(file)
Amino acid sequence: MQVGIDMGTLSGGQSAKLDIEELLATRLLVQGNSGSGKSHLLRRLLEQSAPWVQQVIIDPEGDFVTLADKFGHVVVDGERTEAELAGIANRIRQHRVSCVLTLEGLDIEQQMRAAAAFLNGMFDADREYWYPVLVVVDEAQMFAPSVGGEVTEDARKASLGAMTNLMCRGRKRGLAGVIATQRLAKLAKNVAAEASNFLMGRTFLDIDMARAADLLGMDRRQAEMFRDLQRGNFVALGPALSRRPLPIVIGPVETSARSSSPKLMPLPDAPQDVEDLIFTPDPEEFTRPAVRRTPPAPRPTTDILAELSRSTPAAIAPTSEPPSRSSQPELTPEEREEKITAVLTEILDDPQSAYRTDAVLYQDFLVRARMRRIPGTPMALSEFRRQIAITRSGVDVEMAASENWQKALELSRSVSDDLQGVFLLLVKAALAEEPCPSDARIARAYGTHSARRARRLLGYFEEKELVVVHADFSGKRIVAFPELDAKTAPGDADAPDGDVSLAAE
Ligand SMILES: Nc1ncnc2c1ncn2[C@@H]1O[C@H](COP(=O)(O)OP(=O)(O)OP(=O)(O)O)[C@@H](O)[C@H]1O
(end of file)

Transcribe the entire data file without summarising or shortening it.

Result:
Amino acid sequence: MQVGIDMGTLSGGQSAKLDIEELLATRLLVQGNSGSGKSHLLRRLLEQSAPWVQQVIIDPEGDFVTLADKFGHVVVDGERTEAELAGIANRIRQHRVSCVLTLEGLDIEQQMRAAAAFLNGMFDADREYWYPVLVVVDEAQMFAPSVGGEVTEDARKASLGAMTNLMCRGRKRGLAGVIATQRLAKLAKNVAAEASNFLMGRTFLDIDMARAADLLGMDRRQAEMFRDLQRGNFVALGPALSRRPLPIVIGPVETSARSSSPKLMPLPDAPQDVEDLIFTPDPEEFTRPAVRRTPPAPRPTTDILAELSRSTPAAIAPTSEPPSRSSQPELTPEEREEKITAVLTEILDDPQSAYRTDAVLYQDFLVRARMRRIPGTPMALSEFRRQIAITRSGVDVEMAASENWQKALELSRSVSDDLQGVFLLLVKAALAEEPCPSDARIARAYGTHSARRARRLLGYFEEKELVVVHADFSGKRIVAFPELDAKTAPGDADAPDGDVSLAAE
Ligand SMILES: Nc1ncnc2c1ncn2[C@@H]1O[C@H](COP(=O)(O)OP(=O)(O)OP(=O)(O)O)[C@@H](O)[C@H]1O